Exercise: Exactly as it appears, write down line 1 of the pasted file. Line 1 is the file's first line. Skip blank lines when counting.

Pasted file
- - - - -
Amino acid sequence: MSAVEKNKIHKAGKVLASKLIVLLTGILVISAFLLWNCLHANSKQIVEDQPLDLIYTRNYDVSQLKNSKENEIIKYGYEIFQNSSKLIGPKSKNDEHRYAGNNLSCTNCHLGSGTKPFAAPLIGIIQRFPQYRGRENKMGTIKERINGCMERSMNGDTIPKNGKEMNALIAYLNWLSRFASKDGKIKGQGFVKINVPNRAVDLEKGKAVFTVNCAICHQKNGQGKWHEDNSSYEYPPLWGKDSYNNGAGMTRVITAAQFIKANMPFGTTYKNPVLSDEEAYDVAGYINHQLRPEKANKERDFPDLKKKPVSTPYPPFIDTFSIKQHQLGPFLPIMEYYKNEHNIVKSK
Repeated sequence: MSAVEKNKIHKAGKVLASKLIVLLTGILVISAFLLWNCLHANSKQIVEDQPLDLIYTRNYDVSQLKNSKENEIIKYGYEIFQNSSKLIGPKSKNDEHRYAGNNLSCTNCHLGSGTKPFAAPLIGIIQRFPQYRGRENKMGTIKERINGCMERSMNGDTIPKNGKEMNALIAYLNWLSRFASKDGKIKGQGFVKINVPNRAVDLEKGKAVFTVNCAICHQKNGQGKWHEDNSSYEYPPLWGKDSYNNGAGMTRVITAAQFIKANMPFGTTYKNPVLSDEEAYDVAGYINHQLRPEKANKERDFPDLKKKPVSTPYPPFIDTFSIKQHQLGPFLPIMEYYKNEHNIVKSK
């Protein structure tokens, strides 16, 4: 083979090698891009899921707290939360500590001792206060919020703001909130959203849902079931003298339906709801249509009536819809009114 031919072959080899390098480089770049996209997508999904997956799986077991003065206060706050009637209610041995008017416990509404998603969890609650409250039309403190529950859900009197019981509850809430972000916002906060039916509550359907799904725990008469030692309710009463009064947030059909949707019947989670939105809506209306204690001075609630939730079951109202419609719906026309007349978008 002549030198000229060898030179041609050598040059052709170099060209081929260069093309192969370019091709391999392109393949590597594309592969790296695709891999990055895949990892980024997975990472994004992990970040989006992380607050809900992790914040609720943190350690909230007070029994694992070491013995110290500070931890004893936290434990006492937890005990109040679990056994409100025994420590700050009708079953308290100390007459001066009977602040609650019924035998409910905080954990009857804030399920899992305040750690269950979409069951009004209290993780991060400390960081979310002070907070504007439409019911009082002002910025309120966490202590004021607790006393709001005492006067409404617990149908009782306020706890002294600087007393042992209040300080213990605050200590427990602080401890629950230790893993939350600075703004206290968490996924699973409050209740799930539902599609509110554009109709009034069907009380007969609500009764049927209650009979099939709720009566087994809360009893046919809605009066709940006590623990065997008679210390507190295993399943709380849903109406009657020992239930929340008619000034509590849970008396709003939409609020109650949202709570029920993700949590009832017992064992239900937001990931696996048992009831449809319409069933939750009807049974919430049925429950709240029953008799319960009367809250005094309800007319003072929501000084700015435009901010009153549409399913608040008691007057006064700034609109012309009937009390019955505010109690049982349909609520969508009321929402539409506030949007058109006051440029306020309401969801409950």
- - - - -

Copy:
Amino acid sequence: MSAVEKNKIHKAGKVLASKLIVLLTGILVISAFLLWNCLHANSKQIVEDQPLDLIYTRNYDVSQLKNSKENEIIKYGYEIFQNSSKLIGPKSKNDEHRYAGNNLSCTNCHLGSGTKPFAAPLIGIIQRFPQYRGRENKMGTIKERINGCMERSMNGDTIPKNGKEMNALIAYLNWLSRFASKDGKIKGQGFVKINVPNRAVDLEKGKAVFTVNCAICHQKNGQGKWHEDNSSYEYPPLWGKDSYNNGAGMTRVITAAQFIKANMPFGTTYKNPVLSDEEAYDVAGYINHQLRPEKANKERDFPDLKKKPVSTPYPPFIDTFSIKQHQLGPFLPIMEYYKNEHNIVKSK